Brand Name Drug: Vanlev
Active Ingredient Drug: omapatrilat
Indication: Treatment of hypertension
Company Name: Bristol-Myers Squibb Company
The most clinically advanced member of a new class of antihypertensive drugs continues to prove itself highly effective. Investigators who have conducted several different studies of the drug Vanlev (omapatrilat) presented their most recent findings at the Fifteenth Scientific Meeting of the American Society of Hypertension (ASH) in New York City.
Vanlev (omapatrilat) is manufactured by the Bristol-Myers Squibb Company, which filed an NDA for the drug in December 1999.
Studies have shown that Vanlev offers promise for reducing systolic blood pressure (SBP). Although physicians have traditionally focused on reducing the diastolic blood pressure (DBP) of hypertensive patients, mounting evidence suggests that SBP may be even more important than DBP in predicting future cardiovascular disease. In fact, the US National Heart, Lung, and Blood Institute is placing increased emphasis on diagnosing and controlling elevated SBP, particularly in middle-aged and older adults.
How It Works
Vanlev (omapatrilat) belongs to the new family of antihypertensive drugs known as vasopeptidase inhibitors (VPIs). It is a single molecule that simultaneously inhibits two key enzymes that regulate blood pressure: neutral endopeptidase (NEP) and angiotensin-converting enzyme. By inhibiting NEP, Vanlev increases levels of atrial natriuretic peptide, a vasoactive peptide that helps lower blood pressure. As a result, Vanlev reduces vasoconstriction and promotes vasodilation by enhancing the body’s own natural vasodilator peptides.
Vanlev (omapatrilat): Clinical Study Results
At the ASH meeting, several researchers presented data from studies in animals and patients attesting to the efficacy of Vanlev. Dr. Vito M. Campese and his colleagues from the University of Southern California School of Medicine reported that 40 mg/day of Vanlev was more effective for reducing both SBP and DBP than 20 mg/day of lisinopril in 57 patients with salt-sensitive hypertension. The patients received the drugs over a 4-week period. The average reduction in SBP was 15.4 mmHg for Vanlev vs. 7.2 mmHg for lisinopril, while the corresponding decreases for DBP were 9.3 mmHg and 5.1 mmHg, respectively. A similar study by investigators at L’Institut Cardiovasculaire in Paris, France reported a greater benefit for 80 mg/day of Vanlev compared to 40 mg/day of lisinopril in 347 patients treated for 10 weeks.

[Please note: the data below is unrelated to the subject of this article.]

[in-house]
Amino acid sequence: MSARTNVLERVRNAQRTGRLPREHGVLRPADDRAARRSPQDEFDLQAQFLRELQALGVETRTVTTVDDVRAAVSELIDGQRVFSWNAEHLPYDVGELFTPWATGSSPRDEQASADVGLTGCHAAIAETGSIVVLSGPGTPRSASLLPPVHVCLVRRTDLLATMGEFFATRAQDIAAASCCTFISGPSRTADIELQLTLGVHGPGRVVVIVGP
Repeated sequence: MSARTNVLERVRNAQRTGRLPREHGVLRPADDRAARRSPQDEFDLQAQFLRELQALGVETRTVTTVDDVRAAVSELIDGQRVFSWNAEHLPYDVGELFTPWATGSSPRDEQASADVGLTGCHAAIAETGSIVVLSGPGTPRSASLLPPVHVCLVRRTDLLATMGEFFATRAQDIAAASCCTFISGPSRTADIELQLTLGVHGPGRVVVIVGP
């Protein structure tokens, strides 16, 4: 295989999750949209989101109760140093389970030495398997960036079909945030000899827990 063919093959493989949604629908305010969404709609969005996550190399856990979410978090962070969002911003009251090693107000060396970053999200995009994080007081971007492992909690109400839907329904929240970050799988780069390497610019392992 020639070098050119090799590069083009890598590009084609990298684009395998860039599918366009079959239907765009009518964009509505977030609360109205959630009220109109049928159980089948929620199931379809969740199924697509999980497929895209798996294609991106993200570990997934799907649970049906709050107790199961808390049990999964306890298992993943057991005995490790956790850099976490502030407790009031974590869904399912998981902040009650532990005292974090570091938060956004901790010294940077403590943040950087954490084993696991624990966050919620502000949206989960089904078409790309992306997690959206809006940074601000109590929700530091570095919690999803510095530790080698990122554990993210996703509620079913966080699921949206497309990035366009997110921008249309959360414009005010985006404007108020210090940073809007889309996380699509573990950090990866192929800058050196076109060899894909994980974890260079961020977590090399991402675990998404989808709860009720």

Doctors at the Universidad Complutense and Unidad de Hipertension in Madrid, Spain, led by Dr. Luis Miguel Ruilope, reported the results of a trial comparing Vanlev (up to 80 mg/day) with amlodipine (up to 10 mg/day) in 430 patients with mild to moderate hypertension who were treated for 10 weeks. Blood pressure reductions were significantly greater in the Vanlev group than the amlodipine group: After 10 weeks, reductions in ambulatory SBP, DBP, and mean BP were 5.9, 4.4, and 4.9 mmHg lower, respectively, for patients taking Vanlev than for those who received amlodipine.
Dr. Joseph L. Izzo, Jr., and his fellow investigators at the State University of New York at Buffalo presented data on 348 elderly patients with mild to moderate hypertension who received 10-40 mg/day of Vanlev or a placebo over a 13-week period. Diastolic and systolic blood pressure reductions were significantly greater in the patients who received Vanlev than the placebo group, with the greatest reductions in blood pressure observed in patients who received the 40 mg dose.
The largest trial ever conducted on Vanlev (omapatrilat) is about to begin. Called OPERA (Omapatrilat in Persons with Enhanced Risk of Atherosclerotic Events), it will assess the benefit of treating patients with stage I systolic hypertension. The trial will involve 12,600 patients at 900 sites around the world to assess the long-term benefits of Vanlev, including its effects on cardiovascular disease and death, stroke, heart attack, and heart failure.
In all trials, Vanlev was associated with few adverse side effects, and those that were observed were mild. The most common side effects were dizziness, upper respiratory tract infection, and cough.